The company has a strong record of profitability and growth, and its focused approach is expected to yield better results.
Come July 1, and another chapter will be added in the annals of Grasim’s history. Overall, the share price saw some beating since May, when the cement business was demerged from Grasim into Samruddhi Cement. Shareholders get one share in Samruddhi for every share of Grasim. Later, Samruddhi would be merged into Ultratech with a share-swap ratio of 4:7, that is, four shares of Ultratech for every seven shares of Samruddhi.
After the restructuring, Grasim will own 60.3 per cent in Ultratech on July 1. This would also be a moment of reckoning for the company. Now the company would be directly relying on viscose staple fibre (VSF), in which it is a global player. The VSF division reported revenues of Rs 1,040 crore, which was 64 per cent more than that recorded in the previous year and had a 231 per cent jump in operating profit to log Rs 360 crore in the March quarter.
It managed to push its profit margin back to the 35 per cent level from the 10 per cent level in the December 2009 quarter. Also, Grasim’s stake in Ultratech would give it the status of a holding company. This would enable it to enjoy the benefit of being India’s single-largest cement company by the end of 2010, with a capacity of 48.8Mta. ACC would be a distant second player with 27.6 Mta capacity.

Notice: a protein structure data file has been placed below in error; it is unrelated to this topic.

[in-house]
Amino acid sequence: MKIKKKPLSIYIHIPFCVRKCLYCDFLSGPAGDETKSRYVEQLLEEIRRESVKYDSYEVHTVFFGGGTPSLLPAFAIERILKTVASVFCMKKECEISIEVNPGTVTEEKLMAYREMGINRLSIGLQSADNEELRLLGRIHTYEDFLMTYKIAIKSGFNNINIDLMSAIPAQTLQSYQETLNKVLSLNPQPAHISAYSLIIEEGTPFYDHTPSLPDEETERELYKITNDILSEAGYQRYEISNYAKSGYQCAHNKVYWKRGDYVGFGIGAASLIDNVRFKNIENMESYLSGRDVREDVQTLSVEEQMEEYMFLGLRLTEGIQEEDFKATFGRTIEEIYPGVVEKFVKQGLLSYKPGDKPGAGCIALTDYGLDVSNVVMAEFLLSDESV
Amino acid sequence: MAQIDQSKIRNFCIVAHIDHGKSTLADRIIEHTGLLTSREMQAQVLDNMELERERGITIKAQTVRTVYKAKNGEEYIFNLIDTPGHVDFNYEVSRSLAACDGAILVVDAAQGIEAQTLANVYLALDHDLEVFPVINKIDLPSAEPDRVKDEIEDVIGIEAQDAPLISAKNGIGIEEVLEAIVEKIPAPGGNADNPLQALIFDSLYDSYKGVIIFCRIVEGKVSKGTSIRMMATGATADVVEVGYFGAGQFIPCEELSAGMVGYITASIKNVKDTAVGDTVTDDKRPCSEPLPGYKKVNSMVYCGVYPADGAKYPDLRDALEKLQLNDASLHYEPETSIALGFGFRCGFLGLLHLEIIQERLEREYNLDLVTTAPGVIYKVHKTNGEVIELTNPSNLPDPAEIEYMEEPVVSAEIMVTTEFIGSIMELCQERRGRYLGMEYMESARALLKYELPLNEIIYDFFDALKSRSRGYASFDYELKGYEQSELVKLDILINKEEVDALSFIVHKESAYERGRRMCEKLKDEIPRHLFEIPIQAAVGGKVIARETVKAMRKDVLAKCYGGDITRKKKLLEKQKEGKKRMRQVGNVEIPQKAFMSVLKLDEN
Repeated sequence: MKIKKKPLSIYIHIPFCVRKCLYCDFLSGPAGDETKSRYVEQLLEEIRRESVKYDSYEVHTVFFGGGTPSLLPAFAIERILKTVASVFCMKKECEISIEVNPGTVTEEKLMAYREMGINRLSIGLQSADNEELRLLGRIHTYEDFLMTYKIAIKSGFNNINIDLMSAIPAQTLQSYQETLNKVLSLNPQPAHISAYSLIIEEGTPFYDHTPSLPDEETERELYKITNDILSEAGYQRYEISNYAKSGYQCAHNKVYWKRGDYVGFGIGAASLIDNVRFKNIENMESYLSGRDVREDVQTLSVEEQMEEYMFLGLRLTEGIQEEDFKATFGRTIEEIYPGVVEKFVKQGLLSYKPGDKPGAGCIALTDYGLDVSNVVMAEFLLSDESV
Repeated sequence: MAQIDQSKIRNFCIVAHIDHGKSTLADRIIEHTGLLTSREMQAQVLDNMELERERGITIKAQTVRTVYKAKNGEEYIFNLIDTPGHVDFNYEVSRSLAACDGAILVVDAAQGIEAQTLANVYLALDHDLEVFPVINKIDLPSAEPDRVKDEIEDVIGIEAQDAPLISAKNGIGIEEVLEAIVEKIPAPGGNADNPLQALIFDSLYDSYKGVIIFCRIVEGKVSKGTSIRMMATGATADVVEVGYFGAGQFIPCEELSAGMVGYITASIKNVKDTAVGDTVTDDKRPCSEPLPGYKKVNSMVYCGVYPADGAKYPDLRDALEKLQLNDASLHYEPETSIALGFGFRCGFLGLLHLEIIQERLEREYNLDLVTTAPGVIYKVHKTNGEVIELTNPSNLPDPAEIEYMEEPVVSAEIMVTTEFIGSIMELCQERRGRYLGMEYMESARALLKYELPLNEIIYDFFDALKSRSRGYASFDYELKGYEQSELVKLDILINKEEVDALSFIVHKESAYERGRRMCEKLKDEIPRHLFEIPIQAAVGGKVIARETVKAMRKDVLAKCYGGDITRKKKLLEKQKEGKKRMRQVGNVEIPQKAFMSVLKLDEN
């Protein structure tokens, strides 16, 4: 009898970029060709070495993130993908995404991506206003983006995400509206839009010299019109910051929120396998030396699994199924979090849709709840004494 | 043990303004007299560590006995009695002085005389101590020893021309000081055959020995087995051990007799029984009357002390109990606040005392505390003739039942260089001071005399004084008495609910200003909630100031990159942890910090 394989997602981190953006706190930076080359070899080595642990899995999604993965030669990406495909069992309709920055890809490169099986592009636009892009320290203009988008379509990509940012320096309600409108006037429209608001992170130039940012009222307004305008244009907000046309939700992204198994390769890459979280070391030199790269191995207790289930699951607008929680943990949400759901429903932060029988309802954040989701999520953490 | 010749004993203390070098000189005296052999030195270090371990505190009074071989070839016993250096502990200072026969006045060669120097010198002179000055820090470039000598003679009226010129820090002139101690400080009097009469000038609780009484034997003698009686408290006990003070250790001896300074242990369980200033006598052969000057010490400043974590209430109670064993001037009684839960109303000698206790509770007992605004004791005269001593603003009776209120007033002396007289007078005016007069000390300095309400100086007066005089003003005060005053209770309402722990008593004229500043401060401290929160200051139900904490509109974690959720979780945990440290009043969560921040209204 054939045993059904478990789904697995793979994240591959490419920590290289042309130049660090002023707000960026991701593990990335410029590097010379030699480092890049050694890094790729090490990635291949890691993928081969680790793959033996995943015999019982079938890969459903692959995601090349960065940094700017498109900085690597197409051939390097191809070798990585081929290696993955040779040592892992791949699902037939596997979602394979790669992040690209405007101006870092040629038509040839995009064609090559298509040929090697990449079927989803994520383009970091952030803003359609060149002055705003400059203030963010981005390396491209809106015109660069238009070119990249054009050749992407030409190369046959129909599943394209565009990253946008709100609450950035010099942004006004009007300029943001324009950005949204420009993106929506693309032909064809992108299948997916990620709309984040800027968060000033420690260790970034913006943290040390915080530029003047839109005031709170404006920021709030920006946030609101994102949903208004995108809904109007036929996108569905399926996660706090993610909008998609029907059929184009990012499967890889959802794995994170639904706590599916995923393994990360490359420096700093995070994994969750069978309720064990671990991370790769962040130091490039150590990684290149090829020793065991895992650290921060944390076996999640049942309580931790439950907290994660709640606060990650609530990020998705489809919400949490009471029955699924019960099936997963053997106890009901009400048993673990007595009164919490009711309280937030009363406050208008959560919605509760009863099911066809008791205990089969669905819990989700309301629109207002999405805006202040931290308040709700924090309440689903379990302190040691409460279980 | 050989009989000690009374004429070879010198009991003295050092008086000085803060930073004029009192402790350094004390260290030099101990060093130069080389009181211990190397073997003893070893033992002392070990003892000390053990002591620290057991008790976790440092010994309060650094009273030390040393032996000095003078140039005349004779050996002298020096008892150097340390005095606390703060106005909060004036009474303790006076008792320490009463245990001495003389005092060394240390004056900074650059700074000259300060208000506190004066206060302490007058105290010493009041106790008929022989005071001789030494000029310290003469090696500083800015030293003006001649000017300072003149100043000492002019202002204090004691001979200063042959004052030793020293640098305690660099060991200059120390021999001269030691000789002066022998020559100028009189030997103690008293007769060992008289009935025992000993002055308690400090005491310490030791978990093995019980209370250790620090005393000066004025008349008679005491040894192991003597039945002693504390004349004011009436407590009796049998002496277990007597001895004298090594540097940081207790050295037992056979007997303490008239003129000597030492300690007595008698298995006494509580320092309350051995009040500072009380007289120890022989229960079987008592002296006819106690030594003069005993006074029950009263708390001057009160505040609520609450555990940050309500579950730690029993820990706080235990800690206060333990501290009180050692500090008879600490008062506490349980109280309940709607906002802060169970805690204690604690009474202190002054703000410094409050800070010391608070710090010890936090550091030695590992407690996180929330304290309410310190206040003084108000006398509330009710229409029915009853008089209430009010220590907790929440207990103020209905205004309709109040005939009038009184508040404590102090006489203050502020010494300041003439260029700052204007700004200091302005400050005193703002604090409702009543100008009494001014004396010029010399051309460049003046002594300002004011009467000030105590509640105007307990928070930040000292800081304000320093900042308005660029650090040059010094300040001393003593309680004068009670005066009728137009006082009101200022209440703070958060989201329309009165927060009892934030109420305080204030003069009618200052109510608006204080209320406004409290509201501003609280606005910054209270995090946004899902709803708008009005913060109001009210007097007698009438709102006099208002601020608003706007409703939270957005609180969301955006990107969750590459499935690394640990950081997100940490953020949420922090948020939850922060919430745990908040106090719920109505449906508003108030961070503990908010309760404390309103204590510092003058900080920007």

The merger of Ultratech with Samruddhi would also make the resultant entity the tenth largest cement manufacturer in the world. Hence, the current price is seen as a steep discount to valuations impacted by investor apathy. Analysts point out that Grasim’s average operating margin for the past five years has been 26 per cent and they expect it to improve to around 29 per cent. And, though cement earnings will not be reflected as a part of Grasim’s standalone performance, analysts have factored in 20 per cent growth in net earnings.
The return on invested capital for Grasim has been strong at around 22 per cent — more than the industry average and the 15 per cent level which analysts consider to be decent, considering the cost of capital. And, while the VSF business will be fraught with risks, the company is expected to have more focus in building the cement business in Ultratech. So, the market’s harsh reaction could change and be in line with other holding companies.